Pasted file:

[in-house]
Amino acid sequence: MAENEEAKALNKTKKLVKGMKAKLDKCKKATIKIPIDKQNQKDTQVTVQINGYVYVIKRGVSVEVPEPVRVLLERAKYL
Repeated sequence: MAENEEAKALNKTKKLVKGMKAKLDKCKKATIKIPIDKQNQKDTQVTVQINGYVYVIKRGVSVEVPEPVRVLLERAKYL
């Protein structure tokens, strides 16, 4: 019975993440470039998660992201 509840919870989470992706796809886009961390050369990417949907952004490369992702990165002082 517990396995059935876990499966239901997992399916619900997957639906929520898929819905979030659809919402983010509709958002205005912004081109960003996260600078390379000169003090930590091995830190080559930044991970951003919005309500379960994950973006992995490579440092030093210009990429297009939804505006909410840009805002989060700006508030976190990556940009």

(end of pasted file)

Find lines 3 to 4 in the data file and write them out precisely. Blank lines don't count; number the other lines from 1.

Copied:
Repeated sequence: MAENEEAKALNKTKKLVKGMKAKLDKCKKATIKIPIDKQNQKDTQVTVQINGYVYVIKRGVSVEVPEPVRVLLERAKYL
């Protein structure tokens, strides 16, 4: 019975993440470039998660992201 509840919870989470992706796809886009961390050369990417949907952004490369992702990165002082 517990396995059935876990499966239901997992399916619900997957639906929520898929819905979030659809919402983010509709958002205005912004081109960003996260600078390379000169003090930590091995830190080559930044991970951003919005309500379960994950973006992995490579440092030093210009990429297009939804505006909410840009805002989060700006508030976190990556940009």